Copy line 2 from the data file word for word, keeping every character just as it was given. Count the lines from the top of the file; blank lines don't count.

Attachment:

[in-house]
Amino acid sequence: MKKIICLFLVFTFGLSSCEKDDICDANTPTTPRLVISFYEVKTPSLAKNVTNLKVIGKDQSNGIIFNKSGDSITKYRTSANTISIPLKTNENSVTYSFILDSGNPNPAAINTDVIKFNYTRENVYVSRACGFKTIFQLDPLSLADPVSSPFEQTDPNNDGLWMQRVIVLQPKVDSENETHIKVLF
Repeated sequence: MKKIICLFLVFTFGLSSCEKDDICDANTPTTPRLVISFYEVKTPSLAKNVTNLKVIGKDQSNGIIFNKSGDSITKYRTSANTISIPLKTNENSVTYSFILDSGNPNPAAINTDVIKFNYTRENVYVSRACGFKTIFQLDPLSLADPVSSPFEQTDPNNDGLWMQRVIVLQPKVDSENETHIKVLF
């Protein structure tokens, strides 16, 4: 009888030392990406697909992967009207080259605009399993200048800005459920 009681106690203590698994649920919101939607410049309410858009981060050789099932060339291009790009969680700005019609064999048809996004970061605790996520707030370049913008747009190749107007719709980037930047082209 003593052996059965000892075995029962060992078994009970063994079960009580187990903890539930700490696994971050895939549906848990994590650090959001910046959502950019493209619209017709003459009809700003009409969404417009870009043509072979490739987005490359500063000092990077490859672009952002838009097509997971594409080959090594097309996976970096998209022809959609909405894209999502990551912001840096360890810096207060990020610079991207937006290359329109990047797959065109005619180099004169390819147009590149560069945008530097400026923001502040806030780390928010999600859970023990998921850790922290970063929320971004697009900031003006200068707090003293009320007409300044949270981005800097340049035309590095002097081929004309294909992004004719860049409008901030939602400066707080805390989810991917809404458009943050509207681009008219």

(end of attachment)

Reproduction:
Amino acid sequence: MKKIICLFLVFTFGLSSCEKDDICDANTPTTPRLVISFYEVKTPSLAKNVTNLKVIGKDQSNGIIFNKSGDSITKYRTSANTISIPLKTNENSVTYSFILDSGNPNPAAINTDVIKFNYTRENVYVSRACGFKTIFQLDPLSLADPVSSPFEQTDPNNDGLWMQRVIVLQPKVDSENETHIKVLF